ST. Shulman, editor Pharyngitis - Management in an Era of Declining Rheumatic Fever New York; Praeger, 1984
This book may provide an important service if it succeeds in reducing the level of "streptomania" (Sydney Gellis) which still afflicts medical and lay circles in North America. The basic theme of the volume is that rheumatic fever (RF) has become an increasingly and even disappearingly rare disease, especially among those social classes able to afford private medical care. The book attempts to explain what has happened and why: its contents were assembled from papers presented at a Ross Conference on Medical Research held in February 1983 and already summarized and published earlier by the sponsor. The verbatim transcripts of discussions among the participants are included: these occasionally offer new insights, ask fresh questions, or suggest different interpretations of the data. As is the case in many conference proceedings, the quality of the chapters varies, some are truly excellent, others quite pedestrian, with little useful information. What is offered is a description of the state of the art in our knowledge of the streptococcus and its relationship to RF.
One might ask what took so long, why wasn't this conference held a decade or more ago when it was already abundantly clear that RF had become a disease of the past in most population groups? It has been obvious for many years that much money and effort was being wasted to hunt down the streptococcus and thus "prevent rheumatic fever" in populations where the disease had virtually disappeared. An almost paranoid search for the . streptococcus continues, carriers of the organism are sought, schoolchildren are cultured en masse and even the family pet is not exempt. Children unfortunate enough to be chronic carriers of the bacterium often receive one antibiotic course after another, which more often than not include painful injections of benzathine penicillin. Is all of this really necessary? Wasn't much of what was recommended based on data from the Warren Air Force Base studies whose relevance to middle class American children is and always has been questionable?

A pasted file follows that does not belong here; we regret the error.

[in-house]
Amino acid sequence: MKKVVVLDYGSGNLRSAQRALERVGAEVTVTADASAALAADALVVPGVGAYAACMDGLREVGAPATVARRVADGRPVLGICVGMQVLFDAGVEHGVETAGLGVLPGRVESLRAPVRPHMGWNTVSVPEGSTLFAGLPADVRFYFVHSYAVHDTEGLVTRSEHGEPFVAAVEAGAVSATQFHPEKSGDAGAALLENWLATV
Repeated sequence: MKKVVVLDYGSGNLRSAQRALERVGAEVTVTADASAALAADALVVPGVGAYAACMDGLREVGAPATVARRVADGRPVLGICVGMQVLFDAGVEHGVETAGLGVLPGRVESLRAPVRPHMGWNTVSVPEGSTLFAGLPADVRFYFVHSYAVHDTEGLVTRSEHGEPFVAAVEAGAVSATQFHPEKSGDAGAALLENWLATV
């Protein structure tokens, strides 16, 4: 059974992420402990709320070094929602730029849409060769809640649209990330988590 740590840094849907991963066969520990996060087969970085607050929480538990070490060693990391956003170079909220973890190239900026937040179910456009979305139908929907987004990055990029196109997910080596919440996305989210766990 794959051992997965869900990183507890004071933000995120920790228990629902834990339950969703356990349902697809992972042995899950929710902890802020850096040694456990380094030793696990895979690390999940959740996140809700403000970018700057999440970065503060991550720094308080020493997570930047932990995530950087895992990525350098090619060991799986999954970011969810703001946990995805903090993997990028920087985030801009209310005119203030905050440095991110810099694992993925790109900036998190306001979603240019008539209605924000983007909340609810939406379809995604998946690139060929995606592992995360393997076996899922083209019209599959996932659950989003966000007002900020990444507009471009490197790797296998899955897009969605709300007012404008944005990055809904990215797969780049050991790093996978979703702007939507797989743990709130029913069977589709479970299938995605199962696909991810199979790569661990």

Did any of our efforts actually prevent RF and lead to its disappearance? Undoubtedly some cases were prevented, but as the disease vanished from middle class populations in the 1960s, it became increasingly difficult to determine the degree of risk for an individual child. Furthermore, the available evidence, including a recent study from Hong Kong, indicates that the disappearance of the disease in a population could not be related to any antistreptococcal measures. Along with its decline, the clinical course of RF became milder and the disease more difficult to diagnose: patients demonstrated illnesses that did not satisfy the "revised" or the "revised and modified" Jones Criteria. What factors caused RF virtually to disappear in most segments of our society but allow it to continue to affect children amongst the successive waves of immigrants to North America?
The present volume addresses these and related questions from several different perspectives: the data are interesting, some even fascinating but no hypothesis emerges to explain all of the known facts.
Some of the authors sound a little sad, even melancholy, as they write about the past, when the streptococcus was king. A vaccine eluded us and RF slipped away, probably not as a result of our medical efforts but because of a greatly improved standard of living, better nutrition, more fresh air, and a general healthier population.
The time is long overdue for a re-examination of our approaches to children with streptococcal pharyngitis: this book allows us to do so without bogging down in the debris and biases of the past.